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13 thoughts on “Dealing with Covid-19

  1. To really be safe and to protect Lee’s health, even gatherings with your friends should no longer be an option. That is the meaning of social distancing. Stay well.

  2. You have put things in perspective, and I am very glad that the six of you have a great spot to weather things out…sending hugs and love.

  3. Good to hear. We’re doing our best here in Monterey at the Elks. So far we have an extended stay even though the lodge itself is shut down. We still have water and power. My kids in the medical field are having a crazy time but doing fine. Our son and DiL that are dentist hygienists are shut down for now. Most are self isolating so that is good. We’ll see how it all goes. Stay safe, all of you there.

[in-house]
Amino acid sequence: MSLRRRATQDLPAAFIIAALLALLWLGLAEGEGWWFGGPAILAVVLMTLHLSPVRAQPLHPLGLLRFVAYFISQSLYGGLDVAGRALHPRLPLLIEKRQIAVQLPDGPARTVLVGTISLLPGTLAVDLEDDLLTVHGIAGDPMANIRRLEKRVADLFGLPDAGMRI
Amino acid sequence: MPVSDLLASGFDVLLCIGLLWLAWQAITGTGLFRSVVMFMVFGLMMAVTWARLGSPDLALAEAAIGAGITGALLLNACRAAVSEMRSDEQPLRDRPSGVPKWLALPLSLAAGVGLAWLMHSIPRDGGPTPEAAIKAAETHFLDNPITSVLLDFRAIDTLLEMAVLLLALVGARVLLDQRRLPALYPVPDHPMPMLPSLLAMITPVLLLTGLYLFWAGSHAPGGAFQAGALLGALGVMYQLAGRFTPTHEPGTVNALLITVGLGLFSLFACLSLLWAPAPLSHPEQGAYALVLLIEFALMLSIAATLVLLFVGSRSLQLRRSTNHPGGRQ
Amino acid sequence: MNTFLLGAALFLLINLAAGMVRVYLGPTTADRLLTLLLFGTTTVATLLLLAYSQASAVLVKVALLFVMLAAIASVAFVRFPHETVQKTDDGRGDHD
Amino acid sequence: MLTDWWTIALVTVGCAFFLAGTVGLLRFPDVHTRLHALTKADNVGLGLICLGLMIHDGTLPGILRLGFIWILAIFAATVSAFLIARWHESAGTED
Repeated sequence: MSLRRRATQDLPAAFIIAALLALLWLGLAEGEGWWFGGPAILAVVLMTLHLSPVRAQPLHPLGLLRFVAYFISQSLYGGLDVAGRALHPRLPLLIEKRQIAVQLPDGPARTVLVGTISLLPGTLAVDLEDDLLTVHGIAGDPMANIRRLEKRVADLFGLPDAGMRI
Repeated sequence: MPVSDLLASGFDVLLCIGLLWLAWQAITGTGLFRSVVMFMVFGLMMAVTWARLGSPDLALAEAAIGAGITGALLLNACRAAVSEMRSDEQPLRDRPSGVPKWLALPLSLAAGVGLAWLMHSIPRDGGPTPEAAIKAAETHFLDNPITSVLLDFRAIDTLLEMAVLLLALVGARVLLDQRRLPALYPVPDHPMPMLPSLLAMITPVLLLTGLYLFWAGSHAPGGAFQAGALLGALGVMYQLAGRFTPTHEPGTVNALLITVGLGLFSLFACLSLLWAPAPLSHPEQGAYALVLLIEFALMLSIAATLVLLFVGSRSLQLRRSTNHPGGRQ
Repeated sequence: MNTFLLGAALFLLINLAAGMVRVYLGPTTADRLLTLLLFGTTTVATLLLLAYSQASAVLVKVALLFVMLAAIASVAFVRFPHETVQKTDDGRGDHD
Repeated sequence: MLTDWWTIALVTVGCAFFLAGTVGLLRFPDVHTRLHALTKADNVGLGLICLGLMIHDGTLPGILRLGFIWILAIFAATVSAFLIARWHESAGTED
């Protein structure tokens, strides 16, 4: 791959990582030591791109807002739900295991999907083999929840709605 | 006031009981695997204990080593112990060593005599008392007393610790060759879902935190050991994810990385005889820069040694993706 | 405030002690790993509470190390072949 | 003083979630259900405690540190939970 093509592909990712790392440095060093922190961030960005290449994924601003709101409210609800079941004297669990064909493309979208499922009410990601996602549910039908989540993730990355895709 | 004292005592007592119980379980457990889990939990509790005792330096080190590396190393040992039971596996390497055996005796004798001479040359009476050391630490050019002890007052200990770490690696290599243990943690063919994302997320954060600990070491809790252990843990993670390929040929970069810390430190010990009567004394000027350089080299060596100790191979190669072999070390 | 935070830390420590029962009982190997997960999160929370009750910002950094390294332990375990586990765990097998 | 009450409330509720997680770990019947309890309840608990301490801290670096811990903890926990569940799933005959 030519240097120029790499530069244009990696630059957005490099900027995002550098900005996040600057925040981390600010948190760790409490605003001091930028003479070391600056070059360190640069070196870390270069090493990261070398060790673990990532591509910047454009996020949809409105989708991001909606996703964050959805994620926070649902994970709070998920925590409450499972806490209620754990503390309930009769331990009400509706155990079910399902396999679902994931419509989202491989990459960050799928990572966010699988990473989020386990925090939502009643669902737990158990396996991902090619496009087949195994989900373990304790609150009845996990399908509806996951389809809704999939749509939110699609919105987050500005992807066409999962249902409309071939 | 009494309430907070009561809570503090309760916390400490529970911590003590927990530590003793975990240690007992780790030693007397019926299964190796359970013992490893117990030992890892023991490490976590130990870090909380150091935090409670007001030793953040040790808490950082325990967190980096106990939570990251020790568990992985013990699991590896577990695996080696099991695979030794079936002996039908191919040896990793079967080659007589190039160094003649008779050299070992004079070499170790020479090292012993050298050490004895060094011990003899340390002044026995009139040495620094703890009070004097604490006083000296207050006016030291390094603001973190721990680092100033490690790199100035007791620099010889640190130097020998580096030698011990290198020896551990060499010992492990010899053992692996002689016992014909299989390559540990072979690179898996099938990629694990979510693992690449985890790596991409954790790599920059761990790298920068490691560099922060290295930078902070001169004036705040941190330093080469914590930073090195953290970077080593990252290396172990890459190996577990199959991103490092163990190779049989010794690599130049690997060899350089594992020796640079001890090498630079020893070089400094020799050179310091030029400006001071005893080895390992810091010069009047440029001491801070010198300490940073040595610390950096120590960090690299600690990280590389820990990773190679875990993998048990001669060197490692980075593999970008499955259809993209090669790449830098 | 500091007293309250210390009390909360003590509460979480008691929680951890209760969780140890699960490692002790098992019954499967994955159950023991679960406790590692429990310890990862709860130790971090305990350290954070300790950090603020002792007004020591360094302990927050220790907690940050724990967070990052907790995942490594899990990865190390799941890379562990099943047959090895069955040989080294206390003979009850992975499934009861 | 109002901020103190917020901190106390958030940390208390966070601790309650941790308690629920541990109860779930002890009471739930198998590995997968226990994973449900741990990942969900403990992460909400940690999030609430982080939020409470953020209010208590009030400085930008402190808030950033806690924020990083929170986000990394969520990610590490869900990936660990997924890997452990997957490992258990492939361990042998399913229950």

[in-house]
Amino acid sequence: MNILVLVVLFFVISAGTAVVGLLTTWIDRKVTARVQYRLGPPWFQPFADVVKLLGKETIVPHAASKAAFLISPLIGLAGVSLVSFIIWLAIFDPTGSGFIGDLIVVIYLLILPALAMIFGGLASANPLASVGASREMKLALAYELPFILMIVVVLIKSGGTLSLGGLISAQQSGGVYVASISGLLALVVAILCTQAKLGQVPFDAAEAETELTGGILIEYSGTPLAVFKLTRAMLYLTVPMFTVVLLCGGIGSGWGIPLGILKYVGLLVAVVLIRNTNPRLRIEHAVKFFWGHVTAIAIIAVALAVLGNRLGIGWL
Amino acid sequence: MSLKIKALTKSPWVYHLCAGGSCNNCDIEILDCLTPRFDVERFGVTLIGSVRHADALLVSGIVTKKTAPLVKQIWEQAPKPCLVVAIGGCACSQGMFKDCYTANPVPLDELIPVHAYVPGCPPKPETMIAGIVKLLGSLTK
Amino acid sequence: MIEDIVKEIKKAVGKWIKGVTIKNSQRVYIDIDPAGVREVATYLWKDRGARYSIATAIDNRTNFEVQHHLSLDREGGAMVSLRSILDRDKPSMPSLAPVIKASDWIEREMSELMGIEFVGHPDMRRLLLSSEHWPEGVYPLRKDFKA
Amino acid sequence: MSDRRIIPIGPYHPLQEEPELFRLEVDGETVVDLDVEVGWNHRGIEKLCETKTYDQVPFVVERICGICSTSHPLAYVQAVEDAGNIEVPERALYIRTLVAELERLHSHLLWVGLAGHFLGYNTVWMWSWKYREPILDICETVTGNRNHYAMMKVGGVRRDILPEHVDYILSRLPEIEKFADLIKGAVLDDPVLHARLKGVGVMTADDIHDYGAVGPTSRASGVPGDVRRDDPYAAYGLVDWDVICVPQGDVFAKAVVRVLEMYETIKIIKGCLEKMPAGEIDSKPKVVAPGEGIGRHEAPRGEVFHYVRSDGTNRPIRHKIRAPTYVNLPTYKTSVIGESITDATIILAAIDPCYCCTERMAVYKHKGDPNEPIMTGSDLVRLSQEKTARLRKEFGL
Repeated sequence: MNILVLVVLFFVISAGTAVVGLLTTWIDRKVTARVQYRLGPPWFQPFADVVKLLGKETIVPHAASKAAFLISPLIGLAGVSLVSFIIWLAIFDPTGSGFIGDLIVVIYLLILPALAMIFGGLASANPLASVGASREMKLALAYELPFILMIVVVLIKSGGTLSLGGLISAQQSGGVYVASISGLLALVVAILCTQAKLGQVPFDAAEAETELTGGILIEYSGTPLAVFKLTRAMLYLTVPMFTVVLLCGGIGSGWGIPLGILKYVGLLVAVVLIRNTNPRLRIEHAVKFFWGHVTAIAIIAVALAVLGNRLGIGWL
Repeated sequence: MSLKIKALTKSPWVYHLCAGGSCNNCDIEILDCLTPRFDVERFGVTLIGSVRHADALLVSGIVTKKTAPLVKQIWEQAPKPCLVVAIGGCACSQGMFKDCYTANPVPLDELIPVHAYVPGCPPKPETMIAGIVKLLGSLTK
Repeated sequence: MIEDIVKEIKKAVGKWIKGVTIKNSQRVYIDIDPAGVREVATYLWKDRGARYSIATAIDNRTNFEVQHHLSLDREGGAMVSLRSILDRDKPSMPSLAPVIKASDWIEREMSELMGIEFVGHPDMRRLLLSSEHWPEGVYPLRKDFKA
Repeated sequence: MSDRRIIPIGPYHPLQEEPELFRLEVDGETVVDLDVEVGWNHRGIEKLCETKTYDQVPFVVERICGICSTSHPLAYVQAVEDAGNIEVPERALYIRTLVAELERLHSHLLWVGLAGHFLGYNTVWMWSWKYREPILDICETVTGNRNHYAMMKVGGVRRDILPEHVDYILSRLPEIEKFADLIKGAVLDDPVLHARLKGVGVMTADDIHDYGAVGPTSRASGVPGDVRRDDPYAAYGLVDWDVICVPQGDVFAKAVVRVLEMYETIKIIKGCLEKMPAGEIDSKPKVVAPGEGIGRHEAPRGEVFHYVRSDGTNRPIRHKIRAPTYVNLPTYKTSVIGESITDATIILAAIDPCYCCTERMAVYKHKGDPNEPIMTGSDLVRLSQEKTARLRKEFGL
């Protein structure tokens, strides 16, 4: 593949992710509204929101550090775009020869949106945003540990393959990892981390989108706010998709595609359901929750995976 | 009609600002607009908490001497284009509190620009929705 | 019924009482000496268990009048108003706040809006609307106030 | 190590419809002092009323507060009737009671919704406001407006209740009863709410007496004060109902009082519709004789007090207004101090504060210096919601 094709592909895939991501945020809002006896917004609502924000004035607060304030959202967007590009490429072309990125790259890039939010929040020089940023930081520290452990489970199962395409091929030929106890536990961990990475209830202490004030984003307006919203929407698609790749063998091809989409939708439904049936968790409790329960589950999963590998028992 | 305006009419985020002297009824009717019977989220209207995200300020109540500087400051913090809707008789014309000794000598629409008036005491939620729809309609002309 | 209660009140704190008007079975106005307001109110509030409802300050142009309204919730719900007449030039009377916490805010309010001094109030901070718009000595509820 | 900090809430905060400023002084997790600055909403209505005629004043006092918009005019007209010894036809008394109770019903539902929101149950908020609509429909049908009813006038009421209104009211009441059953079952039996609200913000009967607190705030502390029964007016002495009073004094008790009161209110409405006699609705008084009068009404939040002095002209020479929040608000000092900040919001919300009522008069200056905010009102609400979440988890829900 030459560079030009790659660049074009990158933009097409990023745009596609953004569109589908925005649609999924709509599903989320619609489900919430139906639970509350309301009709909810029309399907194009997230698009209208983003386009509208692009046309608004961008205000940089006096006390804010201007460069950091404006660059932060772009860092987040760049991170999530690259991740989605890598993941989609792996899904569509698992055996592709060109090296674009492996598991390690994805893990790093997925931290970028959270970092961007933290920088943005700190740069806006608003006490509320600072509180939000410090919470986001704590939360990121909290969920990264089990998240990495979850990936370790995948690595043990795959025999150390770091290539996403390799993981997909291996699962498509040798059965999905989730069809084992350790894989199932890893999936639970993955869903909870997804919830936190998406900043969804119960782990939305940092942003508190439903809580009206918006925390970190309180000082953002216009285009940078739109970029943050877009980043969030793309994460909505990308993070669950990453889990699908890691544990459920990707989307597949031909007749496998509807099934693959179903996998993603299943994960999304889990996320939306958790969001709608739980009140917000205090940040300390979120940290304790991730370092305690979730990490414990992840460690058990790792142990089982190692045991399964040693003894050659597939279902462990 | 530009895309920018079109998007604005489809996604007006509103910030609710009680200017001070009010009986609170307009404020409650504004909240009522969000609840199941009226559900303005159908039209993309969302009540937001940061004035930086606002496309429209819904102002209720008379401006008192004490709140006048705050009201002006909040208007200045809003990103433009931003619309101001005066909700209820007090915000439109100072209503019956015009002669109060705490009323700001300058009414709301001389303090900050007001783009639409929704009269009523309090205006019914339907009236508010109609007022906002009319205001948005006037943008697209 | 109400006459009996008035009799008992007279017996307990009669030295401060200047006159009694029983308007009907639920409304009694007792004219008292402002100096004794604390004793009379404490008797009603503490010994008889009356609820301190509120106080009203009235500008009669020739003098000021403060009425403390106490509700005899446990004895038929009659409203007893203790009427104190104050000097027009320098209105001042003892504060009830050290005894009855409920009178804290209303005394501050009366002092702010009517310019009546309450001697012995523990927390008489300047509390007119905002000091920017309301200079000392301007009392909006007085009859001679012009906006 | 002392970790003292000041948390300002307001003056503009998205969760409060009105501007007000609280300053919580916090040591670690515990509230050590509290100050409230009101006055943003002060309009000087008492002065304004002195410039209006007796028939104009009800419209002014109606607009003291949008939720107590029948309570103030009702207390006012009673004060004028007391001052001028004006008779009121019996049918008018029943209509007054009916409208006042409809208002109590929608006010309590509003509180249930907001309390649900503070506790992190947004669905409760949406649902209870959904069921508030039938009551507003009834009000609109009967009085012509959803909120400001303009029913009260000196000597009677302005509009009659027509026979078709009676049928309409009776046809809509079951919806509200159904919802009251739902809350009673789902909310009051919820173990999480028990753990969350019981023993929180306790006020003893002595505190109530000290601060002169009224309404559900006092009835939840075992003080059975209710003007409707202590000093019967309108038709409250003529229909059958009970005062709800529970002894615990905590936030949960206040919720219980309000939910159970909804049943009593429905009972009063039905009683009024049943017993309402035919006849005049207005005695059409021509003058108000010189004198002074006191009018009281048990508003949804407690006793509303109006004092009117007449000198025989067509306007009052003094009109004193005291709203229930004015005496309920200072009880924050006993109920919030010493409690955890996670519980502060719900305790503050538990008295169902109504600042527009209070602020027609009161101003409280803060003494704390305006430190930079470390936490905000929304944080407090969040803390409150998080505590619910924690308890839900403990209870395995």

4. Great advice, Tracy. And I agree with your and Lee’s decision (and your buddies there, C,G, B and K) to hunker down and do your part to flatten the curve. Luckily for Casey, the state mandated their employees to work from home so we, too, are doing our part. Stay safe!